A PHEV, like the Hymotion conversion of the Toyota Prius puts a larger battery in the car and you charge-it up from the mains' electricity and drive around mostly on electric charge rather than the gas engine, saving a lot of gas money.
A regular compact gas-powered car, driven 20,000kms (12,500 miles) in a mixed urban and highway commuting cycle, and which gets around 12.7 km/liter (30mpg) for fuel consumption, with gas at $1/litre ($3.79 a US gallon), costs you around $1,580 for gas per year for 1,580 liters of gas. For comparison, a present day technology Toyota Prius hybrid consumes 1019 liters of gas for the same drive cycle, so gas would cost $1,019, thereby saving $661 a year compared to the regular gas-powered compact.
The PHEV Prius only consumes 210 liters of gas and 1,375 kilowatt hours of electricity.
With electric costing around $0.08 per kilowatt-hour, the PHEV Prius will therefore cost about $210 for gas and $110 for electricity saving $1,260 a year compared to a regular gas-powered compact. A fully electric vehicle would cost less than an estimated $200 a year for electricity, and obviously zero dollars for gas and no visits to the gas pump.
Right now, a Hymotion conversion to make a Prius into a PHEV, is around US$10,000 so it would take about 8 years to get your money back unless gas goes up again in which case you will pay off the investment much faster. If gas went up by 50%, then the payback period is only 5 years. However, the biggest plus for switching to a PHEV is that pollution levels will drop a lot, especially if the electrical power comes from a renewable resource, such as hydro, wind or solar.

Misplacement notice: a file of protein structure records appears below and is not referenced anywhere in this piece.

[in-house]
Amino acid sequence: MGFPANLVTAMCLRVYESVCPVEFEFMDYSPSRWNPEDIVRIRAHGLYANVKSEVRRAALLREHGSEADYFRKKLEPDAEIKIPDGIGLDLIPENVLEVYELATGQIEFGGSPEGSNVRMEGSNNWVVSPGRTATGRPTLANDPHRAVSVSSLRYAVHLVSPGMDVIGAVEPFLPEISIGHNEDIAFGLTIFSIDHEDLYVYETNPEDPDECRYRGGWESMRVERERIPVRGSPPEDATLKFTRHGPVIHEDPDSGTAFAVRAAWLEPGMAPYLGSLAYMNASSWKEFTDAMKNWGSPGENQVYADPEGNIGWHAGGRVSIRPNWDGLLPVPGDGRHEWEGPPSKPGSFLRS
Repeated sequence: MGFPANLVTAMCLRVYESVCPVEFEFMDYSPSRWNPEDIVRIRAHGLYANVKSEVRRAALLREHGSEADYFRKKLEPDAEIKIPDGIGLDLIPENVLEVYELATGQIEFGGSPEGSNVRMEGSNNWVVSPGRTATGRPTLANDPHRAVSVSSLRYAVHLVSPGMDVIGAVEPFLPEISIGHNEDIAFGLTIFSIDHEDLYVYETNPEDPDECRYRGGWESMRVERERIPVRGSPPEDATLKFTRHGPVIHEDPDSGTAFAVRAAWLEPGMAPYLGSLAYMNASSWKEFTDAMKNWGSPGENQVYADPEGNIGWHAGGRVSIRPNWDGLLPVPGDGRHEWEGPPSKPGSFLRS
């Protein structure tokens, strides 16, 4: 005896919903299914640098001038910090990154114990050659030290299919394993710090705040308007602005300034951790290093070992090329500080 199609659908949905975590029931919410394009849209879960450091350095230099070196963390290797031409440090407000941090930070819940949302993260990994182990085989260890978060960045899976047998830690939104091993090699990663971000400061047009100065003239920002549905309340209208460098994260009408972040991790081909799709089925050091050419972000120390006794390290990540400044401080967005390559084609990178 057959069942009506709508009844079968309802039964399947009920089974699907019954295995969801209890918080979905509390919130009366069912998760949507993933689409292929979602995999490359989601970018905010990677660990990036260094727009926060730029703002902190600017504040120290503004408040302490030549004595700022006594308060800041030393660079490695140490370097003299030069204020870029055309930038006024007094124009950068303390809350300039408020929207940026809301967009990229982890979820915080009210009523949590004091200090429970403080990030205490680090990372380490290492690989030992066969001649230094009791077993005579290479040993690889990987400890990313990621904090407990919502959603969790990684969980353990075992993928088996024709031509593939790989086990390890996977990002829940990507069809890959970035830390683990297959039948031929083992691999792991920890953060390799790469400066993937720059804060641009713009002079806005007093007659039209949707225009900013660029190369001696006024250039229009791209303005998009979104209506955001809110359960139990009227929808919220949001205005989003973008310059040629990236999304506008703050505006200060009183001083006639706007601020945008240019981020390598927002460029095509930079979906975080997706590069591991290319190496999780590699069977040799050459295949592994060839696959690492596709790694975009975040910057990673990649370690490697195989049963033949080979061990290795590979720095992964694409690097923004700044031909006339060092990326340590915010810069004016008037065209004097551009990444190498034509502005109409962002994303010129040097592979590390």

A compact PHEV, driving a mixed urban and highway commuting cycle of 20,000kms yearly, emits 2 tons less CO2 compared to a compact fossil fueled internal combustion engined compact vehicle, assuming aggregated emissions of around 0.14kg/kWh for the electricity from a Hydro source. The savings are not so good if you get your electricity from coal power stations. A fully electric vehicle would save more than 3.2 tons of CO2 per year. So it really does make sense to get PHEVs and EVs on the road as soon as possible to reduce overall transportation GHG emissions.
There might be another good reason for switching too if you dont like giving your money away to the government, you can deprive them of the gasoline tax money. Using Vancouver, British Columbia as an example, the tax on a $1/liter of gas is around $0.44 per liter. The provincial government loses $571 per annum for every typical regular compact replaced by a PHEV driving 20,000kms a year. BC Hydro would get an estimated $110 extra in electricity sales and some of that money goes back to the government but it doesnt cover the lost revenue in gas taxation.
If we assume a growing market of PHEVs (and electric only vehicles) then the provincial government is going to lose a lot of tax revenue from gas sales. In fact, the total taxation loss to the province of British Columbia in 2020 would be around $18million annually and by 2030 this rises to $95million annually, based on the public starting to buy PHEVs from 2010 onward, just as the Chevy Volt comes to the market.
In the U.S., there are big plans to get PHEVs on the road, including incentives such a new $7,000 tax credit for purchasing advanced PHEV and EV vehicles. The plan is to establish a national low carbon fuel standard, reduce the carbon content of fuel oils by 10% by 2020 and to require 60 billion gallons of advanced biofuels to be used by 2030. Specific PHEV policy objectives include putting 1 million PHEVs (150mpge) on the road by 2015, and make sure they are built in America.
The bottom line is, recycle your old internal combustion engine car and buy a plug-in hybrid when they come on the market in 2010, buy a completely electric vehicle, or get your hybrid converted to a plug-in.